[For Film 220]
Even with the title card, Vertov and his Kino-Eye collective have been very clear about it: Man with a Movie Camera is a proclamation of victory of their movement’s program of “cleansing [the] kinochestvo of foreign matter – of music, literature, and theater…”(We: Variant of a Manifesto) and to establish a “visual (kino-eye) and auditory (radio-ear) class bond between the proletariats of all nations and lands on a platform of the communist decoding of world relations (Kino-Eye).” Other than an experimentation of form, more than what the disclaimer title cards would state, Man with a Movie Camera is an experiment of socialist praxis in cinematic language after Eisenstein’s montage dialectics – to finally realize in cinema what does it mean to be a proletariat.
Contradictions still persist even on recent readings of the film. The Kino-Eye process of filmmaking clearly tried to create a total separation of Cinema to the other arts – literature and theater – while even more recent reading of the film, or any documentary for that matter which would fall either close to Kino-Eye’s or cinema vérité, still tries to find “narrative structure” which the Vertov’s process tries to avoid. The Kino-Eye process and it’s products could be considered as a product of protest against traditional form of cinema production, which, in Vertov’s words, are “bourgeoisie’s hellish idea consisted of using the new toy to entertain the masses, or rather to divert the workers’ attention from their basic aim: the struggle against their masters (Kino-Eye).” The new cinema as a form of protest, to reflect the revolutionary life of the Soviet proletariat against the “vestige of the old world.”
The new cinema, of their then new world, seeks of a way of presenting its new realities. Marc Augé perceives the whole process of protest as “a quest for truth: what ought society to be…?,” that every protest seeks its bond to the society. “Every protest is a form of research.” This very quest never fall far from the Kino-Eye’s process. Man with a Movie Camera, far from a cinema driven by conventional narrative, is a part of the commencement of a progressive revolutionary research which aims to find a way to capture their then present realities.
This, then, places the filmmaker(s), Vertov and company, to the position of the Scholar. Their “film-objects” as data. Their data will be processed via Editing: Man with a Movie Camera greatly relies on editing and other film techniques for dialectical composition and presentation. Frames and footage do not just reflect the workers as is, but also highlights their mobility, activity, and interaction with other workers, which dictates their political position. In this sense, the workers were not just treated as mere subjects nor mere data, but an agency, the “machine” in which Kino-Eye love to focus on along with the spaces and duration the workers occupy.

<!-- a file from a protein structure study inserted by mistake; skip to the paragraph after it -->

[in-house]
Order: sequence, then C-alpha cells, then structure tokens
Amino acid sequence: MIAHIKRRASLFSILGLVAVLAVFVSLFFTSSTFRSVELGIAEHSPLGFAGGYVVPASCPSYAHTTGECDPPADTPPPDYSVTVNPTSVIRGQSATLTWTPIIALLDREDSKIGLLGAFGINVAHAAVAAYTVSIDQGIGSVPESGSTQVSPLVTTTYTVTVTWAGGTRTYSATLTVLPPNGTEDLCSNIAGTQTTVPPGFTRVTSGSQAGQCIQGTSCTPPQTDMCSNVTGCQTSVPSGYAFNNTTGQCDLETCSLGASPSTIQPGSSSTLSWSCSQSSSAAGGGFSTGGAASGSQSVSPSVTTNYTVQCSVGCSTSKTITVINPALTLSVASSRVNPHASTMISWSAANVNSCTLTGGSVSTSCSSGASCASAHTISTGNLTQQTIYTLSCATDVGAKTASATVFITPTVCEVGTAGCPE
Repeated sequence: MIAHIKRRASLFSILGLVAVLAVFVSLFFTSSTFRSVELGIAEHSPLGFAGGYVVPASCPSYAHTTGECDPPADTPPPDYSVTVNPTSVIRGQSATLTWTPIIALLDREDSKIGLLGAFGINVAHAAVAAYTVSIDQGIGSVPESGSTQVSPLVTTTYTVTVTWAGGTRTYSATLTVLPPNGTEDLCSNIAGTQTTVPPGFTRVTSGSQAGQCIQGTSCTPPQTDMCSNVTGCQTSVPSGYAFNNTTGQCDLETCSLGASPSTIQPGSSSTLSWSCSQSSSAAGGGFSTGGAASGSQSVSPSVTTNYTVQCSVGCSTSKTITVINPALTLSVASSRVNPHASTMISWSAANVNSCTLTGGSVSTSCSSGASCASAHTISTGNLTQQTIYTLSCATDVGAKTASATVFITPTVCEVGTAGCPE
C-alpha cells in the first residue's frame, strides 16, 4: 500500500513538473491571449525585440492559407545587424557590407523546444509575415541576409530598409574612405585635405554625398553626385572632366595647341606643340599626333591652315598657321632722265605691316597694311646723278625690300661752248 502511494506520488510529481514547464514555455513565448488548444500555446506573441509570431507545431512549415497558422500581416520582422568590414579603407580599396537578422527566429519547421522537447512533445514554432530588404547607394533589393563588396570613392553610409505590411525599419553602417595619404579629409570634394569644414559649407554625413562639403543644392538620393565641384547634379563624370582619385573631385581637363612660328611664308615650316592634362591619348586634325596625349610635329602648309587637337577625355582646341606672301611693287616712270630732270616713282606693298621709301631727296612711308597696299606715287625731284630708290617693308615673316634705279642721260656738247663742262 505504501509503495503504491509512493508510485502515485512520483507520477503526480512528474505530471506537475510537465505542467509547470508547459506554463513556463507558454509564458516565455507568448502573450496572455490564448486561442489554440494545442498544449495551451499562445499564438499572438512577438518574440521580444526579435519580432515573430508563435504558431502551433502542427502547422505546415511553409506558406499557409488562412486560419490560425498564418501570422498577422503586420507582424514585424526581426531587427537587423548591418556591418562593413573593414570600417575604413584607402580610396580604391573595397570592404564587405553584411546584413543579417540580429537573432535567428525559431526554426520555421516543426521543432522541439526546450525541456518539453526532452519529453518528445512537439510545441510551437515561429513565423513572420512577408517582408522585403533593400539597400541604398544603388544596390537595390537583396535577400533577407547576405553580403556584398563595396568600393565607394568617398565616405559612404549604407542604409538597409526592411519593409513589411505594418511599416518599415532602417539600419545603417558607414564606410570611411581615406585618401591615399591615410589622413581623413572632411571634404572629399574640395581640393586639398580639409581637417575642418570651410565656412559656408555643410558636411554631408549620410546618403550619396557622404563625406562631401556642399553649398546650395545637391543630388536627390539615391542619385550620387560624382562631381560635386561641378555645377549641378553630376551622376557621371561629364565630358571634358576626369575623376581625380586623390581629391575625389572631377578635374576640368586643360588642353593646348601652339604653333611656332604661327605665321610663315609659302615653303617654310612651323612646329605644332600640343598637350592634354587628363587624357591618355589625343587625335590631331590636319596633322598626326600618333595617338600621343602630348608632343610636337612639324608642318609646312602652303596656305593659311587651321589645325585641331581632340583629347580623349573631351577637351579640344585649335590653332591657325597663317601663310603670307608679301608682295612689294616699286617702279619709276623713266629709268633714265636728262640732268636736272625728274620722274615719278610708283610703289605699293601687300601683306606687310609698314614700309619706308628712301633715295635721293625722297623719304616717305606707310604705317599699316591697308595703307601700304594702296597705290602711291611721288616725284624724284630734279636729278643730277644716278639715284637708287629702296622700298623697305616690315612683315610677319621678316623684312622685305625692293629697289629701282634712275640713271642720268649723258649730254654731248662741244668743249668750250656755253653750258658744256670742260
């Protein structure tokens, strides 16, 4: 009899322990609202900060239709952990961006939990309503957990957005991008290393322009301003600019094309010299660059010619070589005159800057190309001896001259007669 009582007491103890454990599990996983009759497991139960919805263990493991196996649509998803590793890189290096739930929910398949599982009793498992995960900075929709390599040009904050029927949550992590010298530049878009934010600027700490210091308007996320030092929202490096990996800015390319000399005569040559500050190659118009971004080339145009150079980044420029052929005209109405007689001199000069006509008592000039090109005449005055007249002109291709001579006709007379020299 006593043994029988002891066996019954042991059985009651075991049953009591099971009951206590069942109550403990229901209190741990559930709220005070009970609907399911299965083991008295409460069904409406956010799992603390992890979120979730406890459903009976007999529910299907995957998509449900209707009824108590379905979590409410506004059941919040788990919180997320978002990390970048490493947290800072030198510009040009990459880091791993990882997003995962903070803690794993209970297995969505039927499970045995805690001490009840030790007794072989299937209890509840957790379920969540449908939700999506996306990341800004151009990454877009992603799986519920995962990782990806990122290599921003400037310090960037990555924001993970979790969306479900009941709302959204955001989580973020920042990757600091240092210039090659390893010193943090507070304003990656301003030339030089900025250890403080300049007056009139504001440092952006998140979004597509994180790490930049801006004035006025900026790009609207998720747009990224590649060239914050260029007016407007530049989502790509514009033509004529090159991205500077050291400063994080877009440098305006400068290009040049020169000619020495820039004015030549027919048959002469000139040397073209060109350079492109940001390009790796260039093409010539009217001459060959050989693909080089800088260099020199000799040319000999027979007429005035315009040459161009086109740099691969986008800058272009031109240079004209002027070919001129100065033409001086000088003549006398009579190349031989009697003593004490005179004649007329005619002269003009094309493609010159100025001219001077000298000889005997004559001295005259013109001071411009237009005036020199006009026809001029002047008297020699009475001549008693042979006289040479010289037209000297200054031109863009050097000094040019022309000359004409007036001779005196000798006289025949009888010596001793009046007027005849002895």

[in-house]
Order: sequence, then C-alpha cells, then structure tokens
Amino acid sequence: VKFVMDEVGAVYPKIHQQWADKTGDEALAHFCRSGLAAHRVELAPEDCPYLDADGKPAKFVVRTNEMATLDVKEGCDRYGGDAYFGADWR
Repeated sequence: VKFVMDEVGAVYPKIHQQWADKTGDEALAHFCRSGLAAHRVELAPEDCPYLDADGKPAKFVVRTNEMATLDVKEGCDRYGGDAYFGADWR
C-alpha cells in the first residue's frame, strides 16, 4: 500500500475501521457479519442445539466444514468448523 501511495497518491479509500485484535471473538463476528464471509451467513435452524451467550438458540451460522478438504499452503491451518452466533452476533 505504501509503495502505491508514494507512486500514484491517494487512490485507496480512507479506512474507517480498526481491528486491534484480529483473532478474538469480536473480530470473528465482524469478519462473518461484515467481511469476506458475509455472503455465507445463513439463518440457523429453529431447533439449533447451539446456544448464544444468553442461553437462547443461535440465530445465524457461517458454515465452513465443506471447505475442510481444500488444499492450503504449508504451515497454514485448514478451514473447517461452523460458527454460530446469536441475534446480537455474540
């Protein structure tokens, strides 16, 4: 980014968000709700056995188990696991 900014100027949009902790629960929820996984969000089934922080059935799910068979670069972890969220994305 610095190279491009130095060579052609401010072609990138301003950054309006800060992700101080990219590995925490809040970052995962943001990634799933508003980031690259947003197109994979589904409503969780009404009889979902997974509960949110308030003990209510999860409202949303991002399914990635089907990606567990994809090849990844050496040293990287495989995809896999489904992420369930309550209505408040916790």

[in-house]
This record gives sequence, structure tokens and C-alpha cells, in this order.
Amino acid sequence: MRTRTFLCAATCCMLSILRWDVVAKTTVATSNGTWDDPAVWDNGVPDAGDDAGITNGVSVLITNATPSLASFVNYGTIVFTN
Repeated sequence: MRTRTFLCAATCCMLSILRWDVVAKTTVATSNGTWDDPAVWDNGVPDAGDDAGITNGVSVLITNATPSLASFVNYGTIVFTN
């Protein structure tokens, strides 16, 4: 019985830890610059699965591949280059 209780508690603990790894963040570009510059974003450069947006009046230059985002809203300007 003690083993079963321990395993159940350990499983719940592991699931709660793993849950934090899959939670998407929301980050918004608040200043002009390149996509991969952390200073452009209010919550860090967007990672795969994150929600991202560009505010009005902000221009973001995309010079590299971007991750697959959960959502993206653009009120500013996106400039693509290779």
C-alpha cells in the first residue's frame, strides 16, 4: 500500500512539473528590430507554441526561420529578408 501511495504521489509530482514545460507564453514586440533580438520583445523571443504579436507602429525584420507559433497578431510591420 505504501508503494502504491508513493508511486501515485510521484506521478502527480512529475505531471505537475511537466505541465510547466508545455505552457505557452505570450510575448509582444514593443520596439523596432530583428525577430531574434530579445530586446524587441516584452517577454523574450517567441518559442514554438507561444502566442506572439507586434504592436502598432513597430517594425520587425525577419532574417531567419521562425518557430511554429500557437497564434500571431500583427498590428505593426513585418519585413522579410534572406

The most important data/finding in which Man with a Movie Camera presented is when the frames pointed too to the cameramen and the editor – the filmmakers. To present the filmmaker not like how the bourgeoisie have appraised them – artists and dictators of high taste – but as themselves workers and one with the proletariat. This very stance cleared the notion of separation between theory and practice – and made way for a possibility of a progressive reality building and presentation/representation via cinema.
1. Variant of Kino-Pravda (film-truth) neologism of Vertov. (Kino-Eye)
2. Text from the Disclaimer Title Card – “The new experimentation work by Kino-Eye is directed towards the creation of an authentically international absolute language of cinema – ABSOLUTE KINOGRAPHY – on the basis of its complete separation from the language of theatre and literature.”
3. Marc Auge, “An Educational Utopia”, Chapter 5 in “The Future”.
Augé, Marc. (2014). The Future (2012). (J. Howe, Trans. 2014) London, UK: Verso.
Vertov, D. (1984). “Kino-Eye”. Kino-eye: The writings of Dziga Vertov (A. Michelson, Ed.; K. O’Brien, Trans.). Berkeley, Ca.: University of California Press.
Vertov, D. (1984). “We: Variant of a Manifesto”. Kino-eye: The writings of Dziga Vertov (A. Michelson, Ed.; K. O’Brien, Trans.). Berkeley, Ca.: University of California Press.